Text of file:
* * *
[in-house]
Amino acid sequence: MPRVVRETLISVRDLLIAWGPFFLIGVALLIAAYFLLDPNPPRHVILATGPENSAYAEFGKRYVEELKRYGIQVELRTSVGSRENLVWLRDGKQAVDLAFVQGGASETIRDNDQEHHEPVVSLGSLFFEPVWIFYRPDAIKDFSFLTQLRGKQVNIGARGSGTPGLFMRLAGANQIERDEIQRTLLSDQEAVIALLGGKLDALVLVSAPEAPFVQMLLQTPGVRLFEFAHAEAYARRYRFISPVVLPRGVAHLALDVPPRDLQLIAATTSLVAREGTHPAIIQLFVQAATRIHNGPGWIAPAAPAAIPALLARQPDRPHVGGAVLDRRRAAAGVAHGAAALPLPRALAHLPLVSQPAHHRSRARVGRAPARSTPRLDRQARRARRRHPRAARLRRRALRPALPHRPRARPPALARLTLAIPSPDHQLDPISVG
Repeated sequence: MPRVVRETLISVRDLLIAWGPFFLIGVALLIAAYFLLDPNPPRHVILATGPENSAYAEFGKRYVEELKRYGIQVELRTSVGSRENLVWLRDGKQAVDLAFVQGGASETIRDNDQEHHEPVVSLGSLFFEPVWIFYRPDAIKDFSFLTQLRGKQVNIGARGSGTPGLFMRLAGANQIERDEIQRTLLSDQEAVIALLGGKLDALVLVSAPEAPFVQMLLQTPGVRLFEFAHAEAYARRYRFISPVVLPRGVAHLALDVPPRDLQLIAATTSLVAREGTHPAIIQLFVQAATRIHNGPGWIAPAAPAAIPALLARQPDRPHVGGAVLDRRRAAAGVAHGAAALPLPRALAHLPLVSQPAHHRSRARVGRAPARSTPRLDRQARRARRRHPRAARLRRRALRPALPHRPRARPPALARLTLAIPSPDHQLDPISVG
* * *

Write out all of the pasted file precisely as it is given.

[in-house]
Amino acid sequence: MPRVVRETLISVRDLLIAWGPFFLIGVALLIAAYFLLDPNPPRHVILATGPENSAYAEFGKRYVEELKRYGIQVELRTSVGSRENLVWLRDGKQAVDLAFVQGGASETIRDNDQEHHEPVVSLGSLFFEPVWIFYRPDAIKDFSFLTQLRGKQVNIGARGSGTPGLFMRLAGANQIERDEIQRTLLSDQEAVIALLGGKLDALVLVSAPEAPFVQMLLQTPGVRLFEFAHAEAYARRYRFISPVVLPRGVAHLALDVPPRDLQLIAATTSLVAREGTHPAIIQLFVQAATRIHNGPGWIAPAAPAAIPALLARQPDRPHVGGAVLDRRRAAAGVAHGAAALPLPRALAHLPLVSQPAHHRSRARVGRAPARSTPRLDRQARRARRRHPRAARLRRRALRPALPHRPRARPPALARLTLAIPSPDHQLDPISVG
Repeated sequence: MPRVVRETLISVRDLLIAWGPFFLIGVALLIAAYFLLDPNPPRHVILATGPENSAYAEFGKRYVEELKRYGIQVELRTSVGSRENLVWLRDGKQAVDLAFVQGGASETIRDNDQEHHEPVVSLGSLFFEPVWIFYRPDAIKDFSFLTQLRGKQVNIGARGSGTPGLFMRLAGANQIERDEIQRTLLSDQEAVIALLGGKLDALVLVSAPEAPFVQMLLQTPGVRLFEFAHAEAYARRYRFISPVVLPRGVAHLALDVPPRDLQLIAATTSLVAREGTHPAIIQLFVQAATRIHNGPGWIAPAAPAAIPALLARQPDRPHVGGAVLDRRRAAAGVAHGAAALPLPRALAHLPLVSQPAHHRSRARVGRAPARSTPRLDRQARRARRRHPRAARLRRRALRPALPHRPRARPPALARLTLAIPSPDHQLDPISVG